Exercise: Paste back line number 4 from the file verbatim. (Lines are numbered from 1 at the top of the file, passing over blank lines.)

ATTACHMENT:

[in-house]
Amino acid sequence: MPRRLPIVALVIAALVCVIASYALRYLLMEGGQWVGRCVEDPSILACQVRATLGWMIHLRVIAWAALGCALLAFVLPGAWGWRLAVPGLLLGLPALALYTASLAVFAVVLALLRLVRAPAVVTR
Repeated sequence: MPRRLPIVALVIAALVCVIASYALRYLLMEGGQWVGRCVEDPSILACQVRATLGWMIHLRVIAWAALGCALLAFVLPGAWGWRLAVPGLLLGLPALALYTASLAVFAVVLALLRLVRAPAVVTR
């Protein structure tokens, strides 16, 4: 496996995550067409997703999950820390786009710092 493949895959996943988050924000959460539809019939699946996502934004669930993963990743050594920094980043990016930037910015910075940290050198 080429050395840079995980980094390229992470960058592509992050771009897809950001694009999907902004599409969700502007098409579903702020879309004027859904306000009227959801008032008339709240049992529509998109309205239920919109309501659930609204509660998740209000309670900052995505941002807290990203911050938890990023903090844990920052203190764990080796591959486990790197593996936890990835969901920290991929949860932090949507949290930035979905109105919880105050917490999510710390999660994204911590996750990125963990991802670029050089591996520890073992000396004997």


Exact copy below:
């Protein structure tokens, strides 16, 4: 496996995550067409997703999950820390786009710092 493949895959996943988050924000959460539809019939699946996502934004669930993963990743050594920094980043990016930037910015910075940290050198 080429050395840079995980980094390229992470960058592509992050771009897809950001694009999907902004599409969700502007098409579903702020879309004027859904306000009227959801008032008339709240049992529509998109309205239920919109309501659930609204509660998740209000309670900052995505941002807290990203911050938890990023903090844990920052203190764990080796591959486990790197593996936890990835969901920290991929949860932090949507949290930035979905109105919880105050917490999510710390999660994204911590996750990125963990991802670029050089591996520890073992000396004997």